Honestly, I find the lack of conversation almost more disappointing than I would if the trolls were setting fire to the internet, because if there are trolls bearing torches, then that means that the villagers have revolted, and in this context, that can’t be a bad thing. I want people to have things to say – positive, negative, whatever. What I don’t want to see is apathy, because apathy leads us to complacency, and that’s exactly where we were and why Sarkeesian started this whole thing.

So I’m going to do my little bloggy part to start a flame war, set fire to a few pairs of misogynist pants, and hope to set off a few sparks that will breed something bigger.

Why I’m Not Reviewing The Most Recent TvW…

Well, I was going to post a review on Anita Sarkeesian’s most recent Tropes vs. Women in Videogames in a followup to the last one, but I guess it’s going to have to wait. Possibly up to ten days.

Why? Because YouTube took it down. Sarkeesian posted on Facebook:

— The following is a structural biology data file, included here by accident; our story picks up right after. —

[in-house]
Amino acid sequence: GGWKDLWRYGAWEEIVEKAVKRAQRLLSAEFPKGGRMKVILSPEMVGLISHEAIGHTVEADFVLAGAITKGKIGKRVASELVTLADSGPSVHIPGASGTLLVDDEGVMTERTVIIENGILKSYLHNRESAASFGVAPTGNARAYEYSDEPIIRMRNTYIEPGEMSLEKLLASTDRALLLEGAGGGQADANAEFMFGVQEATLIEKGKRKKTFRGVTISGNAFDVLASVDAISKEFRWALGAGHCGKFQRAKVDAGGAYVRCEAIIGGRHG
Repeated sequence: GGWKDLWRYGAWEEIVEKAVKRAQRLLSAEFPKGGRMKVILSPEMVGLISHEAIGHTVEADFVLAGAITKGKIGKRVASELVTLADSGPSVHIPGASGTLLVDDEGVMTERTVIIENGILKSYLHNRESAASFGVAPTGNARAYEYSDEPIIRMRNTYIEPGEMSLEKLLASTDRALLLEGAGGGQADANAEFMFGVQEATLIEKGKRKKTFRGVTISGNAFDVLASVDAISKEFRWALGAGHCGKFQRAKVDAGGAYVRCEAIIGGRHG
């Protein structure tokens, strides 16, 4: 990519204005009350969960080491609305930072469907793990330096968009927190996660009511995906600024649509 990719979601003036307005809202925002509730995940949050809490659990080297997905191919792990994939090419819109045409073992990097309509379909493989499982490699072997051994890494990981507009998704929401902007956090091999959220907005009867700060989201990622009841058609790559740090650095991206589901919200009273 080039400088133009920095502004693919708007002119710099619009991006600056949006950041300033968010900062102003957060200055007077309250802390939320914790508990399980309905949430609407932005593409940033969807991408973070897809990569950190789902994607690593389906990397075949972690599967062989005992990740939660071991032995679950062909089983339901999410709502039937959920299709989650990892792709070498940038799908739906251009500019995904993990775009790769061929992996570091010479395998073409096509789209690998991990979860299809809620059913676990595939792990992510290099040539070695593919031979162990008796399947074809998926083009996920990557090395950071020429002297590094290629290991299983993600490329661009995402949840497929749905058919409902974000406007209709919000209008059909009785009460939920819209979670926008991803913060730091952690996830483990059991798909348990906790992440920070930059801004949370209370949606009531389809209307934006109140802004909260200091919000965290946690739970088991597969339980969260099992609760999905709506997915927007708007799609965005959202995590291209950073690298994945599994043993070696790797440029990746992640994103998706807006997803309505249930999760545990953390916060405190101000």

Looks like my harassers may have abused YouTube’s flag function to get my new Tropes vs Women video removed. Not the first time it’s happened. We are looking into the issue now and will update you all as soon as we know the full story and can get the video restored.

Official YouTube protocol requires some paperwork and up to 10 days’ wait to get a video restored that was flagged repeatedly (even if fraudulently), so it may end up taking that long before this one comes back, although hopefully the YouTube powers-that-be are aware that this was likely and are willing to move a little more quickly.

So why was it flagged? Possibly legitimately, as Sarkeesian’s original post stated that some of the content might be upsetting due to violence against women. It might be that the gaming companies whose products were featured wanted it removed for rights infringement (I don’t know which companies that might be). Or it might be what everyone seems to be assuming – that anti-Sarkeesianites have struck again with malicious intent.